U.S. Naval Movements Unrelated to Iran's Purported Gaza Stunt

The USS Harry S. Truman at an undisclosed location in the Mediterranean Sea earlier this month. Fabrizio Bensch / AFP-Getty Images

U.S. and European defense and national-security officials say that the movement of a U.S. Navy aircraft-carrier group into the Red Sea through the Suez Canal is unrelated to an alleged attempt by Iran to send one or more ships carrying humanitarian aid to challenge Israel's blockade of Gaza.

Middle Eastern Web sites and news organizations, including several Israeli media outlets, over the last several days have published increasingly alarming stories about the fact that more than 12 U.S. warships over the last several days had sailed from the Mediterranean through the Suez Canal and into the Red Sea. Israeli reports, such as this one from the newspaper Haaretz said that at least one Israeli ship had also passed through the canal in the same direction. The U.K.-based Arabic language newspaper Al-Quds Al-Arabi reported that thousands of Egyptian troops had been deployed along the canal to protect the ships' as they passed through.

The U.S. naval movement through the canal, described by Al-Quds as one of the largest American flotillas to have passed through the canal in years, quickly provoked feverish speculation on both Israeli Web sites and some left-wing American sites that the deployment was somehow related to reports last week in semi-official Iranian media that Iran's theocratic rulers were sending one or more ships containing humanitarian aid in the direction of Gaza, presumably to challenge the long-running blockade—which Israel in the last few days announced it was loosening.

As we reported last week, however, U.S. and European officials were relatively relaxed about the alleged Iranian blockade-running threat. The officials noted that Iran's ability to project naval power is limited and that Egyptian authorities might well delay the passage of any Gaza-bound Iranian vessel through the Suez Canal with inspections and red tape, even if it was absolutely clear that no weapons were on board.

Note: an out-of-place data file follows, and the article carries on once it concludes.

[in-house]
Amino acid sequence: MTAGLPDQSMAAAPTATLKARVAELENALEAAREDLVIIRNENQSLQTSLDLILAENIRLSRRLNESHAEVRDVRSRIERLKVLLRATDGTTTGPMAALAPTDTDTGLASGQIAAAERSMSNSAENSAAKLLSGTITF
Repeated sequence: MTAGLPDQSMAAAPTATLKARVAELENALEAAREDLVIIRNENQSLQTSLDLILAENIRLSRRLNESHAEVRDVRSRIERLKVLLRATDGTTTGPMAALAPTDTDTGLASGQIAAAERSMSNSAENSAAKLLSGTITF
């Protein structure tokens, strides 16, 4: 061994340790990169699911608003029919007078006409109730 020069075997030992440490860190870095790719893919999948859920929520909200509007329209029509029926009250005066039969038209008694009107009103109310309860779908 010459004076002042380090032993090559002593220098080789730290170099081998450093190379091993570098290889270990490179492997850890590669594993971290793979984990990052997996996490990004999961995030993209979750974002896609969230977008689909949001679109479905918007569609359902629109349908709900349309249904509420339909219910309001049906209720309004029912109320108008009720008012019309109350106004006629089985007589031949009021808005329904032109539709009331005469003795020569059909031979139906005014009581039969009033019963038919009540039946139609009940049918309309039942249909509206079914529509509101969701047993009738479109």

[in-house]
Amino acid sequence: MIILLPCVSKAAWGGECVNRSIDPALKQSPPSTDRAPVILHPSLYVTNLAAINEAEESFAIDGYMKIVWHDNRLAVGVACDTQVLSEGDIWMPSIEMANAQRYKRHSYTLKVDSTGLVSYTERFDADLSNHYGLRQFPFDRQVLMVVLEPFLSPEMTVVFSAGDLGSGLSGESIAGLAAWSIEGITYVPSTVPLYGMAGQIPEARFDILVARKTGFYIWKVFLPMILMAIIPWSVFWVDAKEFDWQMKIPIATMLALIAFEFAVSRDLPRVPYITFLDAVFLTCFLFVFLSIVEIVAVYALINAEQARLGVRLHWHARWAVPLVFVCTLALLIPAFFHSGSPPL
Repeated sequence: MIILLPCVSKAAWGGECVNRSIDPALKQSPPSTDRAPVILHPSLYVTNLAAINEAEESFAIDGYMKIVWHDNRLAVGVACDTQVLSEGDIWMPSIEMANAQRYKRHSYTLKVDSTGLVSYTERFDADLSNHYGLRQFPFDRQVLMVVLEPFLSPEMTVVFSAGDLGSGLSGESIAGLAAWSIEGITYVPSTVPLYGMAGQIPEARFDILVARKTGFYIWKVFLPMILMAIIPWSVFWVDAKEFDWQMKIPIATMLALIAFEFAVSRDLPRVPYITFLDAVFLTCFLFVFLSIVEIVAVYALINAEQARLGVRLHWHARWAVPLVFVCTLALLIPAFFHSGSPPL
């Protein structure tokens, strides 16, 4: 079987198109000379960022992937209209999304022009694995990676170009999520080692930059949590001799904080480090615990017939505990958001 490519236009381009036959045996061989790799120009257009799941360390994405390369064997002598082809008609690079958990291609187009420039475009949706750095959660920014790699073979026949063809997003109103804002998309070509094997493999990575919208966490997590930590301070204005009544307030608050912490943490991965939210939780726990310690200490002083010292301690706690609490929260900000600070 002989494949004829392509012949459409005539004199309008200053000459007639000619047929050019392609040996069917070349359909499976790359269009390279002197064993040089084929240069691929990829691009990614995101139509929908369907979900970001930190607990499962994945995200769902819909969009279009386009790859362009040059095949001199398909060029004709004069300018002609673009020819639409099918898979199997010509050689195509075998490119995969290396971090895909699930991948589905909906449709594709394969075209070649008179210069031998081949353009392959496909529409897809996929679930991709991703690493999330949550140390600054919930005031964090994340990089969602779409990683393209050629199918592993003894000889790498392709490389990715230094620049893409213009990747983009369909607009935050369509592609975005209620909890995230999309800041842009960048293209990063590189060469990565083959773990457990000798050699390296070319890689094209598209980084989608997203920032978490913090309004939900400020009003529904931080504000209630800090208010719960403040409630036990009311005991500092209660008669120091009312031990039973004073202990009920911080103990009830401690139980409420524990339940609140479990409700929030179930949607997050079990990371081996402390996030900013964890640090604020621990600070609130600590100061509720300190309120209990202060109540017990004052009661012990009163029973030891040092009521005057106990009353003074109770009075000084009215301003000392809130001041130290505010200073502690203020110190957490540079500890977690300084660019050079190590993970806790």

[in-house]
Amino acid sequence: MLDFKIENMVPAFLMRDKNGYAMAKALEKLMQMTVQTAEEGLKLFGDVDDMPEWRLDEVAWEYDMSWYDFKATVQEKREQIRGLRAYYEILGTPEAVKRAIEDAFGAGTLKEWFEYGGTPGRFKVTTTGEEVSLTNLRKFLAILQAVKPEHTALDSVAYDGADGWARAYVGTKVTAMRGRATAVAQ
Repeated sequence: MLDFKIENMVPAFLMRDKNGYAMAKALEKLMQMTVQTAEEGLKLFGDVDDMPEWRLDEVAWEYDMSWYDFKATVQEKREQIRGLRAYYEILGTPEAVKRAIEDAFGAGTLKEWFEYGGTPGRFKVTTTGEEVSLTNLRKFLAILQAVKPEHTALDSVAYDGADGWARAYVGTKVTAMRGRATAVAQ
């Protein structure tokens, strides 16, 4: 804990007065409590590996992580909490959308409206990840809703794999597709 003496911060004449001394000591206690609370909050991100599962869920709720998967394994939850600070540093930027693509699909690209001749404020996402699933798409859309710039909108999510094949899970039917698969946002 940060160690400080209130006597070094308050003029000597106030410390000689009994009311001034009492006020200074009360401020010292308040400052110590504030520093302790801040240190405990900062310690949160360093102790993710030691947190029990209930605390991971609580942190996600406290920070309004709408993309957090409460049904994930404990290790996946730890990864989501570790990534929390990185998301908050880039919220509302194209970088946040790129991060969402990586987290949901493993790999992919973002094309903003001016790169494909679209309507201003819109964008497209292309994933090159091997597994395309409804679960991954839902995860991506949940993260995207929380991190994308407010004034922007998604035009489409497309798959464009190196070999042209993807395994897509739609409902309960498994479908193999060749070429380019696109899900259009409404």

Obama administration and European officials suggest that fears of a possible looming naval confrontation between the large American fleet and any Iranian boat headed for Gaza are greatly exaggerated. On Monday, the Pentagon distributed an announcement by the U.S. naval command covering the region confirming that a carrier strike group, headed by the aircraft carrier Harry S. Truman, had successfully transited the Suez Canal on June 18. But the announcement characterized the naval movement as normal. It said that the carrier group was "relieving the Dwight D. Eisenhower [carrier group] as part of a routine rotation of forces during a scheduled deployment" in support of various ongoing American and allied military operations in the region.

"The U.S. Navy operates in waters all around the world," a Pentagon spokesman, Bryan Whitman, told Declassified. "Their presence provides security and stability." Other U.S. and European officials, who asked for anonymity when discussing sensitive information, said their understanding was that there was no connection between the timing of the carrier group's passage through Suez and the alleged Iranian threat to challenge Israel's Gaza blockade.

The whole purported Iranian threat to try to run the Gaza blockade—and some of the more overheated media reporting, particularly from the Israeli press—ultimately may turn out to be an Internet-driven soufflé of speculation. The latest word from one of the Israeli Web sites that posted one of the more alarming reports about a possible U.S.-Iran confrontation on the high seas is that Iran is now backing away, or at least delaying, the departure of any aid ships for Gaza.